• i spoke too soon about 1B expectation of power. i never understood the trend. It all depends on the team that’s surrounding him. Lyle Overbay never ht home runs, but he could field rela well and hit doubles like he was playing at spacious polo grounds, but when it comes to elite 1B, yeh, then it makes sense. Give me the power for the HOF.

      • Then there’s also Jon Olerud, who was a helluva hitter, and a nice-fielding first baseman as well.

      • Being a lefty, I found Olerud to be the best guy to watch and emulate as a kid. He knew the strike zone like Votto does today and he was from Hendrix hometown Seattle. I’d make a pilgrimage to the northwest for a Hendrix Olerud ceremony of some sort.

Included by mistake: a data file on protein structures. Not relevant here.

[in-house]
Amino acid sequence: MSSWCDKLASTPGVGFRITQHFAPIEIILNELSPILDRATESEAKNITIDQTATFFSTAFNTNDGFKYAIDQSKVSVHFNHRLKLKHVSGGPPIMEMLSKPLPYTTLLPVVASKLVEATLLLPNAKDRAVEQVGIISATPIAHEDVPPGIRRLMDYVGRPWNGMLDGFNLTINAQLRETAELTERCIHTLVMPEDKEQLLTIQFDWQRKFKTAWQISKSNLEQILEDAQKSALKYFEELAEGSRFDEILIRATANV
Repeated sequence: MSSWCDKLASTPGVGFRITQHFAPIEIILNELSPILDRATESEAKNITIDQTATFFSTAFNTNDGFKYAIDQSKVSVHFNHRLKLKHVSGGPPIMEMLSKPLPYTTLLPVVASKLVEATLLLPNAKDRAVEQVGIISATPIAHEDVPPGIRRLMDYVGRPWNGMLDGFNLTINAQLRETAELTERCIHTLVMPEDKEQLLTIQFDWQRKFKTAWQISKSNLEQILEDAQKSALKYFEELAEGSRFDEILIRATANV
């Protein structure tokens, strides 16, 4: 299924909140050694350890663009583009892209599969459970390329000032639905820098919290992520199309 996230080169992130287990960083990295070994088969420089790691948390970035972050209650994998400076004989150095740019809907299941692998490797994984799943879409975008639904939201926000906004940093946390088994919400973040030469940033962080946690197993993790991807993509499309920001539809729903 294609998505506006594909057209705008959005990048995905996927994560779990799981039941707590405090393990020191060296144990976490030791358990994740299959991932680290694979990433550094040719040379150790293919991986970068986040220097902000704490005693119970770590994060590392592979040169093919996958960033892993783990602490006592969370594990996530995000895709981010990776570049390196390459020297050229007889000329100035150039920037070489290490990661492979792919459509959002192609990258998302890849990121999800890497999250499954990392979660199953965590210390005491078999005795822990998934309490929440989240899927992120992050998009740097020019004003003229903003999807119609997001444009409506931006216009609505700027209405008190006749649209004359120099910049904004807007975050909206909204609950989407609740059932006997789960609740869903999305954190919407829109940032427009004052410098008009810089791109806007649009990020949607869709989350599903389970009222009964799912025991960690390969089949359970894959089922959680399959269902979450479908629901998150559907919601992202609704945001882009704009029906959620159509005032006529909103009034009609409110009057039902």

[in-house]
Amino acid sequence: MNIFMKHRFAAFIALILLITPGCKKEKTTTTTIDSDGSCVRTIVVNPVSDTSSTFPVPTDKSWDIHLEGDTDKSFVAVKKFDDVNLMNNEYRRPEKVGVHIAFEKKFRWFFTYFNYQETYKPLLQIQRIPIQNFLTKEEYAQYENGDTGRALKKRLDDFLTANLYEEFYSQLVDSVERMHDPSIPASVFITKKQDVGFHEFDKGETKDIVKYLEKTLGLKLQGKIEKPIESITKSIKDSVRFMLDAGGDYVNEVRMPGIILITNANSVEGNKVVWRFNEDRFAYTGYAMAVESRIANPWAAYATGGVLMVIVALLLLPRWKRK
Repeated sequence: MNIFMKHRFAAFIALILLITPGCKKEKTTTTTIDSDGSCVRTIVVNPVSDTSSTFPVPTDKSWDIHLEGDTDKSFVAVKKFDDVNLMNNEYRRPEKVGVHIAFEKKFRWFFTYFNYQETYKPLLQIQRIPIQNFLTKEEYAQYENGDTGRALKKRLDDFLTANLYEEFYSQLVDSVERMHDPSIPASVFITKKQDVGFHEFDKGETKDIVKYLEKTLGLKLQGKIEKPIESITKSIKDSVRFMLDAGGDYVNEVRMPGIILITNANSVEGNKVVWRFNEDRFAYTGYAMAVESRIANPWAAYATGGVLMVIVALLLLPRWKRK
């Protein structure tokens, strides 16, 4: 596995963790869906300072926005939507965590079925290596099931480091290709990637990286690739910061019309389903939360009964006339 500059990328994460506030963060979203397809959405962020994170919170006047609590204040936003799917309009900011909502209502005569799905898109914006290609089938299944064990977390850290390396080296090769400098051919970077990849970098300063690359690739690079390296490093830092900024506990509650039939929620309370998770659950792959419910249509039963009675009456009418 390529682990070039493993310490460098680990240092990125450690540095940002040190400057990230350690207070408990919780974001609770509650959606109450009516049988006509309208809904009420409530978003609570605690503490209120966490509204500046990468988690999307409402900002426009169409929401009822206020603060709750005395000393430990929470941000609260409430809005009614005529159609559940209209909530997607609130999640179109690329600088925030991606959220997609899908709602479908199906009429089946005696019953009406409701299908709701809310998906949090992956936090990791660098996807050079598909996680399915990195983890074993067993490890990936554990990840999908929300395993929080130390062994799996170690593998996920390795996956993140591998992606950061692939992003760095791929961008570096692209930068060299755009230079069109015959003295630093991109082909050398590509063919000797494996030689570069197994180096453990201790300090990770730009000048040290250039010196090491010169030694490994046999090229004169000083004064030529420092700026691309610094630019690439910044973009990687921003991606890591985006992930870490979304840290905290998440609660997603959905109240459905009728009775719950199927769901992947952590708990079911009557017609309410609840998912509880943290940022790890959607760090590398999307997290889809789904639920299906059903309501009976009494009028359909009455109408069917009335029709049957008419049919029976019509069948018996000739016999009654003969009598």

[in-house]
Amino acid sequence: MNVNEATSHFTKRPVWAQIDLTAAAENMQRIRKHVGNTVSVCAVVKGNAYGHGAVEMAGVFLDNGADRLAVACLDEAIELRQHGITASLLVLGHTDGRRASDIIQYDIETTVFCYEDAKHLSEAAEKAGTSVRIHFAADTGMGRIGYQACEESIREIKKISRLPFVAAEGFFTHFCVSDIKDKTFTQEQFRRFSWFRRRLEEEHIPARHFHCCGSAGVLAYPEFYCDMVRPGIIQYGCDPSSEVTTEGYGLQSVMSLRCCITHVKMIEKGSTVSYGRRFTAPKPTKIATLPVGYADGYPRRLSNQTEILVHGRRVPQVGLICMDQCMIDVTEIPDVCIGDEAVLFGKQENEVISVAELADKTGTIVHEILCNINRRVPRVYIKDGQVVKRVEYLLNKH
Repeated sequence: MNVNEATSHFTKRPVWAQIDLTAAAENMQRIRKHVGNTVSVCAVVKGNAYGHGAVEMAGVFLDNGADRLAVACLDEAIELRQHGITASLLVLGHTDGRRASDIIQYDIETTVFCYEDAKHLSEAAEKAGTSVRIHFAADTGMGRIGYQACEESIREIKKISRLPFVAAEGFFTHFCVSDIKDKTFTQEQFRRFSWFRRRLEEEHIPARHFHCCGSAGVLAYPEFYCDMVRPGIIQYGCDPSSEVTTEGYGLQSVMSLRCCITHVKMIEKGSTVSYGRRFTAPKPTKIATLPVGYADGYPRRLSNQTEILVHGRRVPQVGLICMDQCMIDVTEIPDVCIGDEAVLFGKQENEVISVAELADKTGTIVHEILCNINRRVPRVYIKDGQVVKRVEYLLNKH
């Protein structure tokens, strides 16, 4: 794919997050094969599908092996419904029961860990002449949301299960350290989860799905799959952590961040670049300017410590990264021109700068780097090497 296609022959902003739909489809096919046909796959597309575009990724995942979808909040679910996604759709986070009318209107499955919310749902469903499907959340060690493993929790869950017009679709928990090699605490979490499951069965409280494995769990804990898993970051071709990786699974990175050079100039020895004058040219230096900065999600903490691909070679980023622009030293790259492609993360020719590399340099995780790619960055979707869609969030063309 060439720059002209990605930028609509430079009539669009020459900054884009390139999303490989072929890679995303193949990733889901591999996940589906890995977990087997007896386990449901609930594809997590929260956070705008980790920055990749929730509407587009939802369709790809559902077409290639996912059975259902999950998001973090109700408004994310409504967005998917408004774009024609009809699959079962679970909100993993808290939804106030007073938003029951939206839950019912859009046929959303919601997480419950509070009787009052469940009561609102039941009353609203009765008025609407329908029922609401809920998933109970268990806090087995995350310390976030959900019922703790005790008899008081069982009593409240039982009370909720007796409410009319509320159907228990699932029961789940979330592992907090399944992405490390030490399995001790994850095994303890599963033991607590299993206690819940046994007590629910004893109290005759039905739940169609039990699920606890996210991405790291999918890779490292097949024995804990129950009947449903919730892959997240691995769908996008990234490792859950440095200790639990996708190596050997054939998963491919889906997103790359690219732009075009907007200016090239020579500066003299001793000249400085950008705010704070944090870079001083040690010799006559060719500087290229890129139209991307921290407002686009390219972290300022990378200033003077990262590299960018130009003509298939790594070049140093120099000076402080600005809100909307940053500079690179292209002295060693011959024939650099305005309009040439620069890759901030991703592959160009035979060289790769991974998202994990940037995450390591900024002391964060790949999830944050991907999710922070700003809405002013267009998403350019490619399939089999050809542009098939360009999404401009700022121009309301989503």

• Cito Gaston tried to turn Olerud into a pure power hitter, but Olerud wisely resisted. He was definitely underrated. As for Seattle, Bruce Lee is buried there, so now you have three reasons to visit the city.

      • there’s a holy trifecta. Bruce Lee seemed like a shortstop. Olerud is already on first. Jimmy had to be a pitcher, probably in the American league. The bat would have melted in his hands